Unrest in Bolivia and Deciding to Leave

She drove us back to the volunteer houses, where we stayed put for the night.

Just before bed, Emma and Rolando gathered all of the volunteers in the Green House for a meeting. Emma explained that while everything and everyone seemed tranquilo (calm) in Jupapina, there was still so much uncertainty throughout the country. What made this uprising different and thus so difficult to predict, she explained, was the fact that the Bolivian people were now divided. In the past, it had been exactly the opposite: the people had always been more or less united against the government. Emma told us that she would let us know as soon as possible if the projects would be up-and-running again the next day, but that for now, we should plan on things being “business as usual” in the morning.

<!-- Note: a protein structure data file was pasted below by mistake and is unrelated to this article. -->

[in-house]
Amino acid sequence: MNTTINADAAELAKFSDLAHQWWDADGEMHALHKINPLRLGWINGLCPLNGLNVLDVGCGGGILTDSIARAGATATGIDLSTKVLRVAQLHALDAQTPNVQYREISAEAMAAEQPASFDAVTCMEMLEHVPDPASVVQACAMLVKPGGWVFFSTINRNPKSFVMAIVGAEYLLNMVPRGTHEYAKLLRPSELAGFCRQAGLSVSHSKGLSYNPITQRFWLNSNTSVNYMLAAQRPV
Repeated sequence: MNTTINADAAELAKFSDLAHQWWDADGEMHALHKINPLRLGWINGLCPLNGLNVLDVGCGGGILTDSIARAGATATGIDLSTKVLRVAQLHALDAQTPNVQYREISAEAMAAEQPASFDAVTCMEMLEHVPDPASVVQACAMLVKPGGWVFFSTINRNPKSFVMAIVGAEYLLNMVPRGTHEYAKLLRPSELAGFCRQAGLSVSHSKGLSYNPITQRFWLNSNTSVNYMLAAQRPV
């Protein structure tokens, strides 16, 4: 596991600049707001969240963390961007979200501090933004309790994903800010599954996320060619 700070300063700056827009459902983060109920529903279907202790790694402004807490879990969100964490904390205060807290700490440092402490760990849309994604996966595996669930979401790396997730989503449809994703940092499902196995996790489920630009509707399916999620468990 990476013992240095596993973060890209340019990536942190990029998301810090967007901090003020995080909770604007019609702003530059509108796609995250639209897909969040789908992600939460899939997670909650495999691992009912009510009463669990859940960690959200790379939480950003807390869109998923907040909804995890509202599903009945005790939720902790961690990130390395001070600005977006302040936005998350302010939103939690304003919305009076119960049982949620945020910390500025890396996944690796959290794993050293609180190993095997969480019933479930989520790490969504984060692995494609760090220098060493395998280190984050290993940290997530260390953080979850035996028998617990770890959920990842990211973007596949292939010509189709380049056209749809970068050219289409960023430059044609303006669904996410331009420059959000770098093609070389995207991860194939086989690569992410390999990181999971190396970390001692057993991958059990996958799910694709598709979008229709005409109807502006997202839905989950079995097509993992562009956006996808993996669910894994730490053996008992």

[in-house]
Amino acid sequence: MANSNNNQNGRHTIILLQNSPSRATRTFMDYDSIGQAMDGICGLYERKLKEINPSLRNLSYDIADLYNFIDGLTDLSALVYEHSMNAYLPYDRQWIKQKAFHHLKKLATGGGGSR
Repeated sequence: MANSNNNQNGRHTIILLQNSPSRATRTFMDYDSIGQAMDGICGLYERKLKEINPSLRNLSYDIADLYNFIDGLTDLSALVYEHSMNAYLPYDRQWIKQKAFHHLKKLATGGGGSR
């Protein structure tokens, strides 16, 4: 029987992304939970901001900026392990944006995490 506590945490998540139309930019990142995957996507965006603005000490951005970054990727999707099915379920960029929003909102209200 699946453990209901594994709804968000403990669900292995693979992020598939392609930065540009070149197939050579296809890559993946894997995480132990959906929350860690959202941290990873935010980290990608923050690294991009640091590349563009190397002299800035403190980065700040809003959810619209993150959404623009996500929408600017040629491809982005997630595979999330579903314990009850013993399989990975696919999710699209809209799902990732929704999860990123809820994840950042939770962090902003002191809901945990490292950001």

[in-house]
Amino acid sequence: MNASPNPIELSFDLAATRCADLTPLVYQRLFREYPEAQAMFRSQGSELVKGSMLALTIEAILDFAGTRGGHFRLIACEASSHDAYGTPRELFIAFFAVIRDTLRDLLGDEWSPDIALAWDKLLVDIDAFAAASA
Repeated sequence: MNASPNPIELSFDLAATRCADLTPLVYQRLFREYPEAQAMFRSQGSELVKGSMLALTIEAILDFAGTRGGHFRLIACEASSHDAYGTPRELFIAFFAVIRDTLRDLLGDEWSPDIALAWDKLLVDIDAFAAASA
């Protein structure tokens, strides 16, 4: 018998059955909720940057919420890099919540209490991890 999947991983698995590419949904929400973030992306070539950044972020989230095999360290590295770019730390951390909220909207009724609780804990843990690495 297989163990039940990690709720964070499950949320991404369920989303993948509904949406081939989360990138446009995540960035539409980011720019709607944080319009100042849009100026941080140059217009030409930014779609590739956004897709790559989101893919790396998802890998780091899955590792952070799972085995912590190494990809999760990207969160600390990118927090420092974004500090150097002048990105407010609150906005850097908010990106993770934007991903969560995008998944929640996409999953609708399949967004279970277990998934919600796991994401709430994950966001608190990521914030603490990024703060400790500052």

The next morning, Josh and I woke up early and got ready to teach our classes, but we didn't hear from Emma for another few hours. Just before 9:00 A.M., Emma came down to the Green House to tell us that there would be no projects or no classes that day. Things were changing rapidly now, and Emma wanted us all to meet again in an hour. Minutes before that meeting, Emma messaged all of the volunteers to ask for our departure details and plans for leaving Bolivia. Josh and I had plans to leave Up Close in two weeks and travel a bit in Bolivia before heading to Argentina. Since things had begun to drastically change, we came up with a back-up plan: to take a direct bus from La Paz to Peru. From there, we could continue on to Chile and eventually Argentina. Most of the other volunteers had similar plans to leave within the next few weeks and to travel by land to Peru.